Photojournalist Ramzi Hayder’s documentary portrays the struggle of Syrian children in refugee camps. Image Credit: Supplied

Sharjah: The plight of Syrian refugees in camps in the war-torn country were highlighted in a documentary shown on Wednesday at the Xposure International Photography Festival, at Expo Centre Sharjah.

Photojournalist Ramzi Hayder’s documentary showed the effects of poverty, lack of security and social disintegration faced by refugees.

The screening took place during a lecture titled ‘Moment 2 Project’, on the first day of the photography festival’s third edition, held under the theme ‘Inspiring Moments’.

The documentary showed the dire conditions of Syrians refugees, living in makeshift tents made of basic fabrics, with next to no protection from the scorching summer heat or rough, cold winters. It also showed children longing for security and a safe return to their former, pre-war lives.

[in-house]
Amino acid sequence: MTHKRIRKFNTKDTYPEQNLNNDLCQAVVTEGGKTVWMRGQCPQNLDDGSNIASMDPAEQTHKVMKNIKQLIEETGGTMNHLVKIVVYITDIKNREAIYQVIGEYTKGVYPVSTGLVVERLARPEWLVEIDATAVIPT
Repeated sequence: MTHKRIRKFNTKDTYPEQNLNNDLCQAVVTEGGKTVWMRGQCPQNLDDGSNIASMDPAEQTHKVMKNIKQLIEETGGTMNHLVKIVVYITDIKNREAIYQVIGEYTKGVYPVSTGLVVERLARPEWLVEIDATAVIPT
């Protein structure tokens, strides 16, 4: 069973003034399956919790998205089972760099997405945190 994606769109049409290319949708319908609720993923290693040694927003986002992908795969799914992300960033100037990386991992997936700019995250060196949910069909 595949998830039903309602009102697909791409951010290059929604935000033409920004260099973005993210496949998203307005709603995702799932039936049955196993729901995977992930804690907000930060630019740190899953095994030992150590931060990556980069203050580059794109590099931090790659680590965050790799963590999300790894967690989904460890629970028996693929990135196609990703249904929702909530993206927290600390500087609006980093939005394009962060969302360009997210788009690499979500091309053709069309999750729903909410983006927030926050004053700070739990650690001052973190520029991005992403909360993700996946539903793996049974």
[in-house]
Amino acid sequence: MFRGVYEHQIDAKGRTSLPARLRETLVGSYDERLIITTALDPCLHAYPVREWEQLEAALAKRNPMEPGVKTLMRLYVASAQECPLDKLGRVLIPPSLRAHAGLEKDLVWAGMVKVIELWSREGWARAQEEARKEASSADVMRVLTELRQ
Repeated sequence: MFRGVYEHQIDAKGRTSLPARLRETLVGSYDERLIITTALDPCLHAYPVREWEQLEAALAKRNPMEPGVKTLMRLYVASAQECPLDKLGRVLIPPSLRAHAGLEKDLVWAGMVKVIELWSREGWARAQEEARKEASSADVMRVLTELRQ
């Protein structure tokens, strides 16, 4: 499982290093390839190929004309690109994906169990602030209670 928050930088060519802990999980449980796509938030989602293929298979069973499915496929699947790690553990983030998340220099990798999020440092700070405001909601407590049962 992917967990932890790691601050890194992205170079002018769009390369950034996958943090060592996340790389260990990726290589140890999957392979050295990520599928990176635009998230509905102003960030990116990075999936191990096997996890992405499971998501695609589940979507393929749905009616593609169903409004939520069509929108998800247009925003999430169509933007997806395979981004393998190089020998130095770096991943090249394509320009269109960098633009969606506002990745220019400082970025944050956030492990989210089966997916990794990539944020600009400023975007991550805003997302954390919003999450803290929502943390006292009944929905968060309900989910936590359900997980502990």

Through his lens, Hayder focused on the outcomes of war, its effects on displaced people — especially on children who lack the basic skills and necessities to survive and lead normal lives — and the emotional trauma they carry. He also highlighted the dangers faced by refugees and the perilous paths they take in search of shelter and safety, that leave many dead.

Kids with cameras

The Moment 2 Project was launched in cooperation with Unicef and focuses on Syrian refugees between the ages of 7-12. “It aims to utilise imagery as a way of therapy for children to express themselves and highlight their challenges through artistic and peaceful means,” said Hayder.

“The project provides 500 cameras to children, teaching them how to use them as a tool a to document their daily activities and living conditions. Additionally, with these cameras, we can identify their talents and nurture them. Children have a unique point of view. Through their lenses, the world can see refugees’ first-hand struggles, and our responsibility to help them,” he added.

Organised by the Sharjah Government Media Bureau, Xposure 2018 is open to the public until November 24. More than 700 prints by 90 photographers are being shown across 46 exhibitions, each tackling a different theme and aspect of life.